What You Absolutely Should Know Before Law School

Open book

While there are many things that you should know before attending law school, I'd argue that one of the most important things to know is whether attending law school is the best way to fulfill your career goals.

It’s easy to think of law school as a “backup plan” if you’re unsure of what you want to do after college. Even though this feeling is quite common, I’d argue that it’s a dangerous starting point. If you don’t have a good idea of what you want to do, you may veer into a job that may not speak to your interests or passions. Inertia may lead to career dissatisfaction.

As just one example, students at prestigious law schools are often drawn to positions at “Big Law” firms. They see their 1L classmates talking about upcoming on-campus interviews. They hear about the prestige of Big Law firms and recognize that Big Law firms provide generous compensation to law school graduates.

Before they know it, peer pressure takes over, and these students think about at least interviewing with Big Law firms. What’s the worst that could happen?

However, the simple fact is that law students without a career vision may end up pursuing a position that may not be the best fit for them. Granted, Big Law firms provide tremendous opportunities for graduating law students. Having said that, it’s not for everyone.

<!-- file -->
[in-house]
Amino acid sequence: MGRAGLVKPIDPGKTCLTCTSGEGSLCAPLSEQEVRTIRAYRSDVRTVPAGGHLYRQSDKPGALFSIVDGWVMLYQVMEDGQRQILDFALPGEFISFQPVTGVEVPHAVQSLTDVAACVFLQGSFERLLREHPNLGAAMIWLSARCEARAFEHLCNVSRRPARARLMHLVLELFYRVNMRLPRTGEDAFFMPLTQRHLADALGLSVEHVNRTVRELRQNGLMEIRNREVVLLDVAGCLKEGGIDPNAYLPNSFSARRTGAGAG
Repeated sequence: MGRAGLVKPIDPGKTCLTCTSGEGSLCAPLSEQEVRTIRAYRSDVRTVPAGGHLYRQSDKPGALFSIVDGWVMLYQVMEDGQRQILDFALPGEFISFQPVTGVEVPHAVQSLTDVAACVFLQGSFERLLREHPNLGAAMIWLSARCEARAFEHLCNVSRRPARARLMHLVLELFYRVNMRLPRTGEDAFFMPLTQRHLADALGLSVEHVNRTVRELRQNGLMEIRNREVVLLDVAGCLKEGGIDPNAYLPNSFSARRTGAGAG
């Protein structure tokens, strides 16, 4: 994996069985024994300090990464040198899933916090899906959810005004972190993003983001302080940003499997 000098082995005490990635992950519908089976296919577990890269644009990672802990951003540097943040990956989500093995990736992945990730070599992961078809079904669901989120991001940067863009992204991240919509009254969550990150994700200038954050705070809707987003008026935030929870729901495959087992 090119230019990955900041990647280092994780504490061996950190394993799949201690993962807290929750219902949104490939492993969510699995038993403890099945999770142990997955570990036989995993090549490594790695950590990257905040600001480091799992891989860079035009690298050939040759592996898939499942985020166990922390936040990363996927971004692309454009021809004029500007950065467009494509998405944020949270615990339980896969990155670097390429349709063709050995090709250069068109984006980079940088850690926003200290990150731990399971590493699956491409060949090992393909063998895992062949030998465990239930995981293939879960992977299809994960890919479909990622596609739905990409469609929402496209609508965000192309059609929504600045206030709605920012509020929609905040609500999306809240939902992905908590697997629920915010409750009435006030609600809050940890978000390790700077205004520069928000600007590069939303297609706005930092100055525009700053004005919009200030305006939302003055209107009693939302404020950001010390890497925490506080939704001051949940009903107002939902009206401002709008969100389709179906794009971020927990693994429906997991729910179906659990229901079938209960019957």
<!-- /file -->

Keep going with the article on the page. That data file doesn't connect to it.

This is why you need to think long and hard about why you’re thinking about law school in the first place. What is your ultimate goal? Is it to make a lot of money? Perhaps make a difference in the world? Or maybe even to fulfill some subtle pressure from friends or family? Dig deep and don’t hold anything back.

After doing this self-analysis, I would highly encourage working in the legal industry before attending law school. It’s something I didn’t do and something a lot of prospective attorneys don’t do. Ideally, you’d work in your dream office, but I think any office in the legal industry will do, so long as your job doesn’t entail extremely simple administrative tasks.

Ultimately, by getting some real world experience—whether it’s through an internship or full-time job—you’ll be able to observe practicing attorneys in their natural environment. You’ll see the day-to-day grind of practicing law and will have a better idea of whether it interests you. It may either confirm or question your initial interest in law school and the legal industry.